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Company & Co

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BBC, London, 1980
price: 90p; 160 pages

The blurb on the back:

More posh than punk, elegant and sophisticated Sam Company and her equally accomplished brother Simon open a club in Chelsea. The two singers are helped by Billy, a man with a past, and Barbara, a lady with a cheque-book. The club prospers until a newcomer takes a fancy to Barbara's purse. Retrieving the lost loot leads the entire company into hilarious escapades very different from any approved by bank managers or police inspectors.

opening lines:
'Liberty, fraternity, efficiency.' Simon Company, on the establishment of Company and Co.
'Oh, brother!' Samantha Company, on the same occasion.

Let's see. TV series about popular music - not a very rich vein of entertainment. There was the majestic Rock Follies, of course, the slightly less majestic No Excuses, and the very wonderful but uncelebrated Jangles (starring Hazel O'Connor). And then there was Company and Co with - from left to right - Philip Lowrie, Maria Aitken and Simon Williams, a series so forgotten that it makes Jangles seem as familiar as Fawlty Towers.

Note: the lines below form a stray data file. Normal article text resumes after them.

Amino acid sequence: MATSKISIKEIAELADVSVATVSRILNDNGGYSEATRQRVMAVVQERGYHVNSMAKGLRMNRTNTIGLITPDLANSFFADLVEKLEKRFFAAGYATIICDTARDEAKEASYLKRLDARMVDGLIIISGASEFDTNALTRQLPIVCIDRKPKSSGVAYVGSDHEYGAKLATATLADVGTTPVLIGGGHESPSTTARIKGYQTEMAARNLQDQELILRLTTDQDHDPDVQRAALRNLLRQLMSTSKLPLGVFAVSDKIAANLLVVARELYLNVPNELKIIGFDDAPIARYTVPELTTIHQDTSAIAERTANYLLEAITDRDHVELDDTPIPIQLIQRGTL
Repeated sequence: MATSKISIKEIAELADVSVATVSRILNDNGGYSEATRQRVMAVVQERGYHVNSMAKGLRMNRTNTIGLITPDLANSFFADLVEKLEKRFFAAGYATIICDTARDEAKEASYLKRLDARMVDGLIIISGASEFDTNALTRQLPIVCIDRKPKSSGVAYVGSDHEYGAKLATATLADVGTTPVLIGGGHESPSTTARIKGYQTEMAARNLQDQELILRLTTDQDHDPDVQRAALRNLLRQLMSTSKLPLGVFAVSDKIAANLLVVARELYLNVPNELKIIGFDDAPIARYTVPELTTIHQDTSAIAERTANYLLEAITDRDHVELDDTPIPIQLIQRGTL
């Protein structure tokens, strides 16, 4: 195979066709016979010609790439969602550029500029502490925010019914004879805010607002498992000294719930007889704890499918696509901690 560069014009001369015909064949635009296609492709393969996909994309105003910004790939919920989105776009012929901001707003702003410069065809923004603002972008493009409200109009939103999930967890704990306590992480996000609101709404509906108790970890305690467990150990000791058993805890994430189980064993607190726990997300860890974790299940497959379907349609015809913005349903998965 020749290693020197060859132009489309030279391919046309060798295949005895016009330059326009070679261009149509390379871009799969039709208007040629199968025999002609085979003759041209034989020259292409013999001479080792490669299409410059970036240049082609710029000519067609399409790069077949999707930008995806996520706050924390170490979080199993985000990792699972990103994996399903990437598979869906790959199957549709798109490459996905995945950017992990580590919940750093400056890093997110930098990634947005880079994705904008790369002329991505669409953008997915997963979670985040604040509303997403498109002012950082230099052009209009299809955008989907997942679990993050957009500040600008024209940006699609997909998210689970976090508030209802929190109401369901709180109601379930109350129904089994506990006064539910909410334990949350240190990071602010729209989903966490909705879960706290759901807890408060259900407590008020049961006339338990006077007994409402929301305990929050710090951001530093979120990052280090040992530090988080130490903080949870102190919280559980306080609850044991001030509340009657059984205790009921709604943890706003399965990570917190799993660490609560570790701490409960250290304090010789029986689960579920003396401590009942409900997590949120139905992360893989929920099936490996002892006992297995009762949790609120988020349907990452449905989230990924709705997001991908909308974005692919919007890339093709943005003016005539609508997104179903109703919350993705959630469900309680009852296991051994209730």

I have to be honest and say that I remember nothing whatsoever about the series. All I have to go on is this paperback, and on the strength of that, I'd recommend that no one need bother re-issuing the show on a special edition DVD box-set. It's very poor. It's supposed to be a light-hearted caper, but trust me, your heart will feel anything but light after even a few pages. And if you get further than that, I'd be very much surprised. Hard to know why this exists. The best bit of it is that line from the back of the book: 'more posh than punk'. I like that.

Incidentally, although Mr Kershaw takes full blame for the book, he wasn't solely responsible for the scripts, that duty having been shared between him, John Peters, Carey Harrison, Adele Rose, Terence Feely, Watt Nichol and Laura Lanson. Never have so many...


rock & roll
TV tie-ins